LOGAN — A single line from the three-page typewritten letter leaped out at Maxine Fisher in July 2009. She read the words from a stranger over and over, stunned and numb with disbelief: “I have reason to believe you are my mother.”
The author of the letter, Gene Williams, wrote that there had been a mix-up in the Preston, Idaho, hospital 65 years earlier, and Maxine and another woman’s babies had been switched.
Gene Williams’ letter to Maxine Fisher claimed there had been a mixup in 1944 at the Preston Hospital and that Gene, on the left, had been switched with Rod Fisher, on the right.| Provided by Fisher family
Maxine, now 98, still lives at home by herself on a quiet street in this northern Utah community. She is lively, sharp and fiercely independent. Although skeptical of his claim that he could be her son, she said Gene’s letter still shook her to the core.
“It was so ridiculous, I just couldn’t believe it,” Maxine said. “Preston is a small town, and everybody knows everybody. I knew all the nurses by their first names, and I didn’t think the nurses had switched my baby.”
She worried at first it might be a scam but still replied in careful penmanship on a single page.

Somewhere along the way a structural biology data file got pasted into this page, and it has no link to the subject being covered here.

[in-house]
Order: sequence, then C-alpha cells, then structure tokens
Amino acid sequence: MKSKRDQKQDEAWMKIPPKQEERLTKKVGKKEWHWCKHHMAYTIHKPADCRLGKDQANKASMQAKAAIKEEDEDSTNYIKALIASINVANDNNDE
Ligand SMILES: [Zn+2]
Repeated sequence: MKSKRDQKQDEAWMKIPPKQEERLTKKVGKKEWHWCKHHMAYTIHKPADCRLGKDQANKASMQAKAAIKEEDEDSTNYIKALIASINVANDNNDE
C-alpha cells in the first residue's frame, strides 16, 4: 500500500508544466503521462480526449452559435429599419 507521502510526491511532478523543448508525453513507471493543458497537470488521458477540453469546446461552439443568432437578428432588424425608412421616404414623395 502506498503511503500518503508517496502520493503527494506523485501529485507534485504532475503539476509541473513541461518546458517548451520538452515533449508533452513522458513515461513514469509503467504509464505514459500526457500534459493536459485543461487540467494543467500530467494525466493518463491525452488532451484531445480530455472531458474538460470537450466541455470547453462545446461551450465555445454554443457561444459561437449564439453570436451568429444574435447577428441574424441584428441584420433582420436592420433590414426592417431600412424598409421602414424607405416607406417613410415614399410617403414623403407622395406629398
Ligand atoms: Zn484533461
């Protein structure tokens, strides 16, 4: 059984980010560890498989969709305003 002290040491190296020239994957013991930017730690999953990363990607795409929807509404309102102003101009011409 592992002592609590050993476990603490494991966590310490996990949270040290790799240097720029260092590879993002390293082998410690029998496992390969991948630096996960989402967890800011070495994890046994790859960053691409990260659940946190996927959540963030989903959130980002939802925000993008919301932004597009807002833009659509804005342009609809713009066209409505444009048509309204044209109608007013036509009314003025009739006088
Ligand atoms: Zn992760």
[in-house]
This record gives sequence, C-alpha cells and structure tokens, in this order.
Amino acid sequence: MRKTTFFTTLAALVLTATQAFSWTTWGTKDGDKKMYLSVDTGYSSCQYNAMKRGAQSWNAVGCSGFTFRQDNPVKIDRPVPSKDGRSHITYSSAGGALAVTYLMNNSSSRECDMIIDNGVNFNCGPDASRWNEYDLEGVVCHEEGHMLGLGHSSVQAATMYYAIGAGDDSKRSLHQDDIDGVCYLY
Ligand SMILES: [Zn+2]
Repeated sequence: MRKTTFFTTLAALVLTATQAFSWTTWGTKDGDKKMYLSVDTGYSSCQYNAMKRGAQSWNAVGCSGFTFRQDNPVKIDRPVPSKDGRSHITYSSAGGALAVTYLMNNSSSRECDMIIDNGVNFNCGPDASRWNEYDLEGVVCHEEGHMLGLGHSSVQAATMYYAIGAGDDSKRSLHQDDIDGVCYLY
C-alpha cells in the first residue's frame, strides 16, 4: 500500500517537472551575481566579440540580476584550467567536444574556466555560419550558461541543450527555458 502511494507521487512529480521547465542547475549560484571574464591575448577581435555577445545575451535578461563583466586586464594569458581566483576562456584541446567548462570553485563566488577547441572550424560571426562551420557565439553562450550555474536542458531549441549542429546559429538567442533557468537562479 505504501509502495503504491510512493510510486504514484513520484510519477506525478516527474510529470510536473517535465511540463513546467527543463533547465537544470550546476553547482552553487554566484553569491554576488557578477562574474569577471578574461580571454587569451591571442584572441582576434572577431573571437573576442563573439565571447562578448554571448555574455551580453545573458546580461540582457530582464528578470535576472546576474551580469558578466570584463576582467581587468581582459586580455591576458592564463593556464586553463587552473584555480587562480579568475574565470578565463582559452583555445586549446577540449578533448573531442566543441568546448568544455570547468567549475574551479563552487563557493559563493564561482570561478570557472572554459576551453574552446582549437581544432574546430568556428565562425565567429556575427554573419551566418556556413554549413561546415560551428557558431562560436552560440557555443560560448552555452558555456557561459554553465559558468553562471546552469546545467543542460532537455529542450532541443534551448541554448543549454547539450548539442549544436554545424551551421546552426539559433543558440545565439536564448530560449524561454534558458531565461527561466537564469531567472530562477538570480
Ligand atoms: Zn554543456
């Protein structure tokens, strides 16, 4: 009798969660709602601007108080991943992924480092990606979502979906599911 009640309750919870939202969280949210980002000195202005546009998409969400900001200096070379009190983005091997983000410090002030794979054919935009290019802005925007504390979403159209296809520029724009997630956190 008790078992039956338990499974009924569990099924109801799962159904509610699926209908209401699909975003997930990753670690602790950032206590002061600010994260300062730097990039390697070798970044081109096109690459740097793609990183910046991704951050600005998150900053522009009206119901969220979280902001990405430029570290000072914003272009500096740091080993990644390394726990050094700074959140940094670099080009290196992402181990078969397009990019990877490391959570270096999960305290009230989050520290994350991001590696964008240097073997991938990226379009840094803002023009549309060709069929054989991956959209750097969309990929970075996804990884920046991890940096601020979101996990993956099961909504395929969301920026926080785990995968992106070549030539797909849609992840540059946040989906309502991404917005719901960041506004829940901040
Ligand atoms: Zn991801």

Maxine Fisher, 98, at her home on Aug. 7, 2017, in Logan, Utah| Parker Atkinson, Deseret News
“I wish the shock of it had put me in my grave,” she wrote back to Gene. “I’m crying, I’m shaking, walking around in a daze. I’m sick to my stomach, my mind’s boggled. I can’t face it but I can’t disregard it.”
Maxine said her main concern was for her son, Rod. She’d raised him and been his mother for 65 years. If what this stranger Gene claimed in his letter was true, she didn’t want to think about the impact on the tight-knit Fisher family.
With powerful online search engines enabling anyone with an internet connection to access countless databases and historical records, stories about adoptees finding their biological parents and others accidentally discovering long-lost relatives have become commonplace. The affordability and ease…